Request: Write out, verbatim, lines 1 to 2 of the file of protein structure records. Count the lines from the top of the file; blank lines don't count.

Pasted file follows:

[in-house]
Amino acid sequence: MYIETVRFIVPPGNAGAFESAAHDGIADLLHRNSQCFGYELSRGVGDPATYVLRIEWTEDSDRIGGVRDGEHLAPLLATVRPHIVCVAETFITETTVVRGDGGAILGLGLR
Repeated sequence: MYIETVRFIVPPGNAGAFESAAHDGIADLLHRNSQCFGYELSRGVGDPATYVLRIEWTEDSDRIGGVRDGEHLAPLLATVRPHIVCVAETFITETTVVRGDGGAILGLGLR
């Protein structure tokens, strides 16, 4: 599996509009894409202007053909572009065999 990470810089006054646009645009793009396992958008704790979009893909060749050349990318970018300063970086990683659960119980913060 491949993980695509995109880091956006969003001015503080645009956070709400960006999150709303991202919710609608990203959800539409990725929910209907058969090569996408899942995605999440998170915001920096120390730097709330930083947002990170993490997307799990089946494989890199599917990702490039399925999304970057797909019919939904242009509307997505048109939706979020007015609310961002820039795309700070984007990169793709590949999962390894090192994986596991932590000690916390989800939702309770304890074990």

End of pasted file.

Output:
[in-house]
Amino acid sequence: MYIETVRFIVPPGNAGAFESAAHDGIADLLHRNSQCFGYELSRGVGDPATYVLRIEWTEDSDRIGGVRDGEHLAPLLATVRPHIVCVAETFITETTVVRGDGGAILGLGLR